Irvington PTSA Presents: Race To Nowhere

Irvington PTSA Presents: Race To Nowhere

Shivani Manivasagan, Staff Writer

On Feb. 22, Irvington PTSA organized a showing of Race To Nowhere, a 2009 film that highlights the stress placed on American students due to competitiveness and overscheduling in our modern education system. The PTSA has shown this movie around three times in the last six years to spark discussion between students, parents, and the administration about the stress that Irvington’s students are experiencing.

The film points out that education has fixated on student performance, be it on a local level of school rankings, or on the global scale of international academic placement. According to teachers featured in the movie, this fixation fundamentally distorts parts of the education system. In the film, an AP Biology teacher said that he knows it is not possible to get through the entire book in one year. Although AP courses are “college-level courses,” this brings up the question of why some advanced high school courses are designed for the test rather than the material. As that teacher puts it, the curriculum is a “mile long and an inch deep,” forcing kids to think in certain patterns to solve problems narrow in scope. The film also shows how high school graduates are often underprepared for college courses, defeating the purpose of AP classes.

A common stressor at Irvington is the pressure to “get into a good college,” and fear of stigma surrounding the alternative; for example, a couple parents say in the film that they may as well disown their kids if they wind up at a community college. While this seems an extreme view, there is a lot of similar judgement surrounding community college here in Irvington when it would be much more healthy to simply view it as another option. This fear is often the rationale upon which kids overload and overwhelm themselves. Staying competitive is smart and necessary, but a culture where students do things for the sake of college apps is unhealthy.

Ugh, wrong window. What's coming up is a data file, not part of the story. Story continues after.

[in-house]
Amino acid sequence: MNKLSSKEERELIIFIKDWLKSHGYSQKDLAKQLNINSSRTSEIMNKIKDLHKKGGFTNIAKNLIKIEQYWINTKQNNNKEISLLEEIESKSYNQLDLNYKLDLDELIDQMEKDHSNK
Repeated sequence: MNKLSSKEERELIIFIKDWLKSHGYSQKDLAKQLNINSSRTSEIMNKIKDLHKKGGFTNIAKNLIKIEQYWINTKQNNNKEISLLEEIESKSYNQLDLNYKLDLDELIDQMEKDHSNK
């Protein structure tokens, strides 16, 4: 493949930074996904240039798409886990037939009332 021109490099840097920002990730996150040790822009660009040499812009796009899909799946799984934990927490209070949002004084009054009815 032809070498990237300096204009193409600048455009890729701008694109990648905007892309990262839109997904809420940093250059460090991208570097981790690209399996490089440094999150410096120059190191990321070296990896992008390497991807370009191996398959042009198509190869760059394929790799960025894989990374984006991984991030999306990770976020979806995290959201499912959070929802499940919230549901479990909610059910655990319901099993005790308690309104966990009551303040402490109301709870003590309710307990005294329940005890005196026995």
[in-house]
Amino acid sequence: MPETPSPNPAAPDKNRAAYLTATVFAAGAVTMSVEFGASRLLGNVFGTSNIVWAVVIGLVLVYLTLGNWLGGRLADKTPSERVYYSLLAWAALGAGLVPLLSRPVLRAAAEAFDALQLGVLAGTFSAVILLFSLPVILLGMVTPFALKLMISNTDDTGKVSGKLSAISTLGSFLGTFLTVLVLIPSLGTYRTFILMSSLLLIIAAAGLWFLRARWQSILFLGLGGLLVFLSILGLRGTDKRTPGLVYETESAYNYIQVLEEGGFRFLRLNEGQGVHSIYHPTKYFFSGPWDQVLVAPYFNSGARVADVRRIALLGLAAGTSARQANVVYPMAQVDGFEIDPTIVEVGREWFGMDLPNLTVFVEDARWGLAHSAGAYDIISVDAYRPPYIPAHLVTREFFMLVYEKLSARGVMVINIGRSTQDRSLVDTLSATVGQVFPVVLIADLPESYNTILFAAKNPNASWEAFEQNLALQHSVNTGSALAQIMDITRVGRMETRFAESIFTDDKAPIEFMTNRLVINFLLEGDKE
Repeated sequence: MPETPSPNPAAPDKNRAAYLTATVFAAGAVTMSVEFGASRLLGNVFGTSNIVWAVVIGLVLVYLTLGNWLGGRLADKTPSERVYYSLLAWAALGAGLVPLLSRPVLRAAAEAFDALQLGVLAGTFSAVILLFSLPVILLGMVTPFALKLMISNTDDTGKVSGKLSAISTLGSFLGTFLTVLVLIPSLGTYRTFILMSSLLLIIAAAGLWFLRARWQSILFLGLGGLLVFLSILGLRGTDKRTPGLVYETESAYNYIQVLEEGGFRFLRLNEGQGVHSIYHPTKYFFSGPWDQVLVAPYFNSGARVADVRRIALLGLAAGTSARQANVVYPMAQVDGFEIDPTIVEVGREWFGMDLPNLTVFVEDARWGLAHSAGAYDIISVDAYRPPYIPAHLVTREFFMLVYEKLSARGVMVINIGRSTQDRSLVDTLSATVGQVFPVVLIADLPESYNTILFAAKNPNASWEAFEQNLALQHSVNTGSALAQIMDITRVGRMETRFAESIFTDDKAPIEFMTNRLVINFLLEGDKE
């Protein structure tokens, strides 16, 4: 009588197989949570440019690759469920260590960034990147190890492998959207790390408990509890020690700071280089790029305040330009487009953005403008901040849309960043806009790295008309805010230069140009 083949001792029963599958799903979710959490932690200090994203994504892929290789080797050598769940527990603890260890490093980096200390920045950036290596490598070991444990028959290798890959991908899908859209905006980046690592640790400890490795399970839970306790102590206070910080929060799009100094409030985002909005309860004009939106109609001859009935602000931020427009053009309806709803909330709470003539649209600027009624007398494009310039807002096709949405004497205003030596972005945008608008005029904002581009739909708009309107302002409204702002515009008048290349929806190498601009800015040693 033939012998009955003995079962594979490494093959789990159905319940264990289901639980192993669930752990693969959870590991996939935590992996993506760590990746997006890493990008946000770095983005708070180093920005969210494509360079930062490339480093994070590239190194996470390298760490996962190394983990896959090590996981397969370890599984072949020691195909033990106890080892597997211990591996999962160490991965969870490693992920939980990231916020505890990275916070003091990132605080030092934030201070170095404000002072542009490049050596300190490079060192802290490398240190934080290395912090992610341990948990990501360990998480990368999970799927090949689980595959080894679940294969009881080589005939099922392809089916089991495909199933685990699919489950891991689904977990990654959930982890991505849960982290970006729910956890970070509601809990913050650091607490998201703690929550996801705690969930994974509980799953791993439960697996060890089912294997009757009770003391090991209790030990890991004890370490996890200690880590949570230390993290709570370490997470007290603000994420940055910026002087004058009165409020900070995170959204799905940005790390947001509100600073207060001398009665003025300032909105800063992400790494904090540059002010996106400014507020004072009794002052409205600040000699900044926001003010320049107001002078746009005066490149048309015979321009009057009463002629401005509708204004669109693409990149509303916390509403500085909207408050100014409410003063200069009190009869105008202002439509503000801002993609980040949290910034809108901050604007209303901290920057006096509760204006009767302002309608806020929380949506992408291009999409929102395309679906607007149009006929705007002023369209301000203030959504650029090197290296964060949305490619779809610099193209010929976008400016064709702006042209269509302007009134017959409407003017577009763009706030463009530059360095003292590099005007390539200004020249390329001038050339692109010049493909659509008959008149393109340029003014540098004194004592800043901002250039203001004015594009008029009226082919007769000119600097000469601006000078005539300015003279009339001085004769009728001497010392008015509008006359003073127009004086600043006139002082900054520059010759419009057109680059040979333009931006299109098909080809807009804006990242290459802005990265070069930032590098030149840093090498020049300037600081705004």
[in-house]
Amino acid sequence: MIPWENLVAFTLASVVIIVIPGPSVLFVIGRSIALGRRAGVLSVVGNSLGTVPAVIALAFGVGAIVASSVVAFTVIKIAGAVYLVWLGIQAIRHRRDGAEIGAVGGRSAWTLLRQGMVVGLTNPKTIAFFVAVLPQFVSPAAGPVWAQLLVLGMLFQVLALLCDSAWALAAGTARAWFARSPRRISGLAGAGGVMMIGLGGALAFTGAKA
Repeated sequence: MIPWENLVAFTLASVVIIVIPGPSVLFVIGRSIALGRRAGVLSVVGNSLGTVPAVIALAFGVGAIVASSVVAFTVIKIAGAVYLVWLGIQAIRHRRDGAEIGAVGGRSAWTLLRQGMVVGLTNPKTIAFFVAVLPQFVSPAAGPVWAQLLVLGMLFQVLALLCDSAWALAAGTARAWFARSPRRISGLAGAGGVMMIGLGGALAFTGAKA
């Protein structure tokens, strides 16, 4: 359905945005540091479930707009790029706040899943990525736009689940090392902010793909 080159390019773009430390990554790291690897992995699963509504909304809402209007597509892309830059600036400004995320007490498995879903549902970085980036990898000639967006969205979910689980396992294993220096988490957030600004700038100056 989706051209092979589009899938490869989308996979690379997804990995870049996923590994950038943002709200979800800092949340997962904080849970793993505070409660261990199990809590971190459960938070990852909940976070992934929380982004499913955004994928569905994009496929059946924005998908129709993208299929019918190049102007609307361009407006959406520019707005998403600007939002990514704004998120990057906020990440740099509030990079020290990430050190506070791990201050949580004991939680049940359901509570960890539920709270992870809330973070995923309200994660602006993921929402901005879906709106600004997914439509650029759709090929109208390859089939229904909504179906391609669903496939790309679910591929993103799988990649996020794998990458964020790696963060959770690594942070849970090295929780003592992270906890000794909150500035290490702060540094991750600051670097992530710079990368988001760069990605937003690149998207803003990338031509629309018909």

This kind of learning environment affects parents, too. In the film, even those advocating against the system admit that they can’t help worrying whether their own kids are doing enough to be accepted into a good college. In some cases, parents impose their worries onto their children by pushing them to take on more than they can handle. This kind of upbringing in turn influences kids to force pressure inward. The film did seem a little extreme in describing the extents to which students worry about their grades or scores. Yet while a big part of students’ stress is self-induced pressure, and they do have the power to change their own thinking, it is also true that those thought processes are often a reflection of what kids are conditioned to think by society and/or parents while growing up.

Devoted teachers also have a tough time. As shown by the film, teachers are not necessarily able to teach what they believe in, but instead must teach what the district wants. This frustration caused one English teacher to eventually resign. It does not help that teachers are not placed in a high regard by the community through either prestige or pay.

One potential solution that the film suggests is a no-grading policy that would alleviate the majority of students’ anxiety from grades and test scores. Students could receive help from teachers on their problem areas, without the stress of receiving the score or pass or fail that so often hinders learning. The film also describes a school that cut its homework loadand saw AP test scores rise. This could be a more realistic approach to our own school district’s efforts to prevent overwhelmingly stressed students, and would actually result in better test performance. Without making some fundamental changes, a teacher in the film says, there is no point in funding schools in efforts to improve education.

This movie showing was followed by a 15-minute community discussion. Three Irvington students answered questions from the audience about their definition of success and their experience in a stressful school environment. Though the turnout of mostly parents, teachers, and a few students was fairly small, parents expressed how they wanted a district-mandated effort for this film to reach more people at different schools. The fact that this film is almost more relevant in today’s educational environment than when it was made ten years ago means that re-evaluation and change must happen before students’ futures become, essentially, a race to nowhere.